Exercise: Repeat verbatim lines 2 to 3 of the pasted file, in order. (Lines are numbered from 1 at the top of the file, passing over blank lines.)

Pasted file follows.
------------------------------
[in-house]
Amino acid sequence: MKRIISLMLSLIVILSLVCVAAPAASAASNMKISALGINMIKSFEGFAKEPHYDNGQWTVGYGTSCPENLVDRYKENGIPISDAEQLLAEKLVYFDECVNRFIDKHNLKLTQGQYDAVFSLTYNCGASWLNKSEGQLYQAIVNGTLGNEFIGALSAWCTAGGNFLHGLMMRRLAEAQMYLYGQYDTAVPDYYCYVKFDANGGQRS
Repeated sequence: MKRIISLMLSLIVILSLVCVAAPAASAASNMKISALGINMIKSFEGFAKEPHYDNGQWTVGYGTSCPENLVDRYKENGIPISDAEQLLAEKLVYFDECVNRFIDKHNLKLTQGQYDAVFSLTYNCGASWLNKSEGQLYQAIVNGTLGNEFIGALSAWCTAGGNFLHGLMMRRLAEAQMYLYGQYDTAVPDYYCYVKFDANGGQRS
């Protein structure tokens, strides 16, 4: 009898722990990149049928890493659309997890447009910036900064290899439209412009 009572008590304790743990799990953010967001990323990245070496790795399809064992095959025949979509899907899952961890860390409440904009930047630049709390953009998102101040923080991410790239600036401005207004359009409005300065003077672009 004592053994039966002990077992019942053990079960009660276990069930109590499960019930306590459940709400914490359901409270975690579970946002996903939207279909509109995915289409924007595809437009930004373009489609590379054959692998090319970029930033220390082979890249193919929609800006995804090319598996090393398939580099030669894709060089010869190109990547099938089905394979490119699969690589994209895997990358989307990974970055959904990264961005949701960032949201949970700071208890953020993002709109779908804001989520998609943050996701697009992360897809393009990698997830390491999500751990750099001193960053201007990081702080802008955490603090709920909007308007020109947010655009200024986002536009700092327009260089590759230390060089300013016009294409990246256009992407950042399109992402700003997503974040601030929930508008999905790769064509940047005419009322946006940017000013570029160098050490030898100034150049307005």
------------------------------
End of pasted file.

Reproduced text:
Amino acid sequence: MKRIISLMLSLIVILSLVCVAAPAASAASNMKISALGINMIKSFEGFAKEPHYDNGQWTVGYGTSCPENLVDRYKENGIPISDAEQLLAEKLVYFDECVNRFIDKHNLKLTQGQYDAVFSLTYNCGASWLNKSEGQLYQAIVNGTLGNEFIGALSAWCTAGGNFLHGLMMRRLAEAQMYLYGQYDTAVPDYYCYVKFDANGGQRS
Repeated sequence: MKRIISLMLSLIVILSLVCVAAPAASAASNMKISALGINMIKSFEGFAKEPHYDNGQWTVGYGTSCPENLVDRYKENGIPISDAEQLLAEKLVYFDECVNRFIDKHNLKLTQGQYDAVFSLTYNCGASWLNKSEGQLYQAIVNGTLGNEFIGALSAWCTAGGNFLHGLMMRRLAEAQMYLYGQYDTAVPDYYCYVKFDANGGQRS